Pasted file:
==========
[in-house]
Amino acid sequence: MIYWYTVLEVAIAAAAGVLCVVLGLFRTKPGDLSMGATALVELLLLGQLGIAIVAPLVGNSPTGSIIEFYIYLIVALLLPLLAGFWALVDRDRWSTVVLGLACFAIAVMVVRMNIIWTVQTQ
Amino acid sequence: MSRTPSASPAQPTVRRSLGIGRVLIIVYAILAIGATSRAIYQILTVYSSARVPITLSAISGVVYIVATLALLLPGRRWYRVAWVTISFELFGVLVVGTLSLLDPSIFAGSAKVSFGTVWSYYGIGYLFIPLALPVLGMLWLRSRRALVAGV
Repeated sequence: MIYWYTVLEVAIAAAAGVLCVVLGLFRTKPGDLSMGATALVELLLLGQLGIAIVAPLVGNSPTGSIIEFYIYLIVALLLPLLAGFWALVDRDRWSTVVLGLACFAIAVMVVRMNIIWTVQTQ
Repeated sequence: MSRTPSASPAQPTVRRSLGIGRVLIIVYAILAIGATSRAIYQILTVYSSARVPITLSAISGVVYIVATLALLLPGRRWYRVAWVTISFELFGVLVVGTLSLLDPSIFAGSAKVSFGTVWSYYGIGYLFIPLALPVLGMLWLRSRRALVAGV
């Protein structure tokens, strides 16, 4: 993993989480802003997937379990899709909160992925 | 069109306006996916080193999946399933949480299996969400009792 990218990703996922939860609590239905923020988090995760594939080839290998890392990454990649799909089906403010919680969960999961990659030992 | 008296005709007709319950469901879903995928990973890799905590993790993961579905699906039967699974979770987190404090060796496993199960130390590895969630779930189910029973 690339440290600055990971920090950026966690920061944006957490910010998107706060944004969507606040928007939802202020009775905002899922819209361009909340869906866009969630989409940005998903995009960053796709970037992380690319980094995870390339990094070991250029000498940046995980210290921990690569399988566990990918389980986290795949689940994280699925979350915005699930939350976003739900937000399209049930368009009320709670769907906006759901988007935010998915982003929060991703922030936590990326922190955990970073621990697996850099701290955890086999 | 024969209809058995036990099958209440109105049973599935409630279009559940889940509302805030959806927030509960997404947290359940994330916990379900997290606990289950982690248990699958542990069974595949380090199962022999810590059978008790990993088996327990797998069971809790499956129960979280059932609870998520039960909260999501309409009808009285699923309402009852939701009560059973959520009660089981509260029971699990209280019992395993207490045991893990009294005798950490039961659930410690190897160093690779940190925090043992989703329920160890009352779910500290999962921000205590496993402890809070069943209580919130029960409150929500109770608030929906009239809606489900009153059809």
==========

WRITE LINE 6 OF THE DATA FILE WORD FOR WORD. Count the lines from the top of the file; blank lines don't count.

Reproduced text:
């Protein structure tokens, strides 16, 4: 993993989480802003997937379990899709909160992925 | 069109306006996916080193999946399933949480299996969400009792 990218990703996922939860609590239905923020988090995760594939080839290998890392990454990649799909089906403010919680969960999961990659030992 | 008296005709007709319950469901879903995928990973890799905590993790993961579905699906039967699974979770987190404090060796496993199960130390590895969630779930189910029973 690339440290600055990971920090950026966690920061944006957490910010998107706060944004969507606040928007939802202020009775905002899922819209361009909340869906866009969630989409940005998903995009960053796709970037992380690319980094995870390339990094070991250029000498940046995980210290921990690569399988566990990918389980986290795949689940994280699925979350915005699930939350976003739900937000399209049930368009009320709670769907906006759901988007935010998915982003929060991703922030936590990326922190955990970073621990697996850099701290955890086999 | 024969209809058995036990099958209440109105049973599935409630279009559940889940509302805030959806927030509960997404947290359940994330916990379900997290606990289950982690248990699958542990069974595949380090199962022999810590059978008790990993088996327990797998069971809790499956129960979280059932609870998520039960909260999501309409009808009285699923309402009852939701009560059973959520009660089981509260029971699990209280019992395993207490045991893990009294005798950490039961659930410690190897160093690779940190925090043992989703329920160890009352779910500290999962921000205590496993402890809070069943209580919130029960409150929500109770608030929906009239809606489900009153059809």